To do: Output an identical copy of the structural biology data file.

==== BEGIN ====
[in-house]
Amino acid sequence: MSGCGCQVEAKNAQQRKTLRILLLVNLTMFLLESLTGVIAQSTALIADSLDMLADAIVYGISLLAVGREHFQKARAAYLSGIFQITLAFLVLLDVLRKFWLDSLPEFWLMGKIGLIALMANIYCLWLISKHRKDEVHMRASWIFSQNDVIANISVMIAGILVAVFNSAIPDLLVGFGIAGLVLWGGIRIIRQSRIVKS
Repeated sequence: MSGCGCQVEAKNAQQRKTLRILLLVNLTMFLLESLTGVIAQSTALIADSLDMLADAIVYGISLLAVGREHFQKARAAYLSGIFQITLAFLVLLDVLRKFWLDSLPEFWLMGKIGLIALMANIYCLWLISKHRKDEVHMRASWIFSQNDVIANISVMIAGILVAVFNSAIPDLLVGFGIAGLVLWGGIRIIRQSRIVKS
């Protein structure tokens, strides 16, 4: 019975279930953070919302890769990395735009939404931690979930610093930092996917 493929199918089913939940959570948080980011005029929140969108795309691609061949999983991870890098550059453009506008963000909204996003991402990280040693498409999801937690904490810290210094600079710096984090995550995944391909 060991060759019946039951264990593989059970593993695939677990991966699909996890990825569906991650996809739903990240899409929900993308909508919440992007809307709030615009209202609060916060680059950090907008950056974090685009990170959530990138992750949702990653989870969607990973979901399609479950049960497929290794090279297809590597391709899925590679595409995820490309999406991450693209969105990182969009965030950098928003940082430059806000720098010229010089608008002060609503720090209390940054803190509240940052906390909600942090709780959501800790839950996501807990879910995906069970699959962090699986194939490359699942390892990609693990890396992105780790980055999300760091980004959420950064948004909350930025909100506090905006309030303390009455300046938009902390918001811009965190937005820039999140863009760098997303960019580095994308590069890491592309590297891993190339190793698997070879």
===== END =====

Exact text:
[in-house]
Amino acid sequence: MSGCGCQVEAKNAQQRKTLRILLLVNLTMFLLESLTGVIAQSTALIADSLDMLADAIVYGISLLAVGREHFQKARAAYLSGIFQITLAFLVLLDVLRKFWLDSLPEFWLMGKIGLIALMANIYCLWLISKHRKDEVHMRASWIFSQNDVIANISVMIAGILVAVFNSAIPDLLVGFGIAGLVLWGGIRIIRQSRIVKS
Repeated sequence: MSGCGCQVEAKNAQQRKTLRILLLVNLTMFLLESLTGVIAQSTALIADSLDMLADAIVYGISLLAVGREHFQKARAAYLSGIFQITLAFLVLLDVLRKFWLDSLPEFWLMGKIGLIALMANIYCLWLISKHRKDEVHMRASWIFSQNDVIANISVMIAGILVAVFNSAIPDLLVGFGIAGLVLWGGIRIIRQSRIVKS
């Protein structure tokens, strides 16, 4: 019975279930953070919302890769990395735009939404931690979930610093930092996917 493929199918089913939940959570948080980011005029929140969108795309691609061949999983991870890098550059453009506008963000909204996003991402990280040693498409999801937690904490810290210094600079710096984090995550995944391909 060991060759019946039951264990593989059970593993695939677990991966699909996890990825569906991650996809739903990240899409929900993308909508919440992007809307709030615009209202609060916060680059950090907008950056974090685009990170959530990138992750949702990653989870969607990973979901399609479950049960497929290794090279297809590597391709899925590679595409995820490309999406991450693209969105990182969009965030950098928003940082430059806000720098010229010089608008002060609503720090209390940054803190509240940052906390909600942090709780959501800790839950996501807990879910995906069970699959962090699986194939490359699942390892990609693990890396992105780790980055999300760091980004959420950064948004909350930025909100506090905006309030303390009455300046938009902390918001811009965190937005820039999140863009760098997303960019580095994308590069890491592309590297891993190339190793698997070879």